Chronic disease takes a significant toll on our workforce just as it does in the broader community. CROET research seeks to discover causes of chronic diseases that are produced or exacerbated by workplace factors and identifies processes or procedures that can prevent or ameliorate those diseases and improve workplace safety.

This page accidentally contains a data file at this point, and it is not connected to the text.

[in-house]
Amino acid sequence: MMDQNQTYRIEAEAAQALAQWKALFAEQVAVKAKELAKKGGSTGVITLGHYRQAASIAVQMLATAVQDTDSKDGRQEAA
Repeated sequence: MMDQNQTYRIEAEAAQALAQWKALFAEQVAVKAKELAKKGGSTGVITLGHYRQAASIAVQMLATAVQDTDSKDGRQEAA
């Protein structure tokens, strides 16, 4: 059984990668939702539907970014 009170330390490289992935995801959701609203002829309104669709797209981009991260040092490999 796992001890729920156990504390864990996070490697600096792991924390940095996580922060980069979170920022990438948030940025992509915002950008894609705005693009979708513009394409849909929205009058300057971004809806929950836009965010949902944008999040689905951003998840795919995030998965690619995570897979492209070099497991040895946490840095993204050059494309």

Fruit Flies Enhance Our Understanding of Human Neurodegenerative DiseasesDoris Kretzschmar, PhD is interested in identifying genes and cellular mechanisms that underlie progressive degeneration of the nervous system, such as occurs in Alzheimer’s disease. She has used specialized mutant and transgenic Drosophila melanogaster (fruit fly) lines to analyze, at the functional and molecular level, a protein called Swiss-Cheese/Neuropathy Target Esterase, which is involved in organophosphate pesticide-induced neuronal degeneration. Dr. Kretzschmar discovered that dysregulation of another cellular protein, known as protein kinase A, when it occurs in the absence of a functional Swiss-Cheese/Neuropathy Target Esterase, leads to neurodegeneration. This finding promises to be of functional significance to our understanding of several important human neurodegenerative diseases. Dr. Kretzschmar is also using her fruit fly model to analyze the physiological and pathological functions of amyloid precursor proteins, which are key factors in the pathology of Alzheimer’s disease.